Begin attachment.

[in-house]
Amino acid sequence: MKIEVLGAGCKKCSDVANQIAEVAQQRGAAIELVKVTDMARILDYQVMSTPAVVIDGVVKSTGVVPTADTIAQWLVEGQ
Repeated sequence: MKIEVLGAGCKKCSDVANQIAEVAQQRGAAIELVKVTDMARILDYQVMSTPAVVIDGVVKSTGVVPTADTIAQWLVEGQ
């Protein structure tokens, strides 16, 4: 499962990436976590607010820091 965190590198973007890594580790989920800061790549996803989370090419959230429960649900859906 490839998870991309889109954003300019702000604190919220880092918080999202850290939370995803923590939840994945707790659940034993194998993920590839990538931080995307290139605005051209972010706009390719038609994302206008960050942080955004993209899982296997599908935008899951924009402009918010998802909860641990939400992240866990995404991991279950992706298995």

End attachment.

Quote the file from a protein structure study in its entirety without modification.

[in-house]
Amino acid sequence: MKIEVLGAGCKKCSDVANQIAEVAQQRGAAIELVKVTDMARILDYQVMSTPAVVIDGVVKSTGVVPTADTIAQWLVEGQ
Repeated sequence: MKIEVLGAGCKKCSDVANQIAEVAQQRGAAIELVKVTDMARILDYQVMSTPAVVIDGVVKSTGVVPTADTIAQWLVEGQ
């Protein structure tokens, strides 16, 4: 499962990436976590607010820091 965190590198973007890594580790989920800061790549996803989370090419959230429960649900859906 490839998870991309889109954003300019702000604190919220880092918080999202850290939370995803923590939840994945707790659940034993194998993920590839990538931080995307290139605005051209972010706009390719038609994302206008960050942080955004993209899982296997599908935008899951924009402009918010998802909860641990939400992240866990995404991991279950992706298995």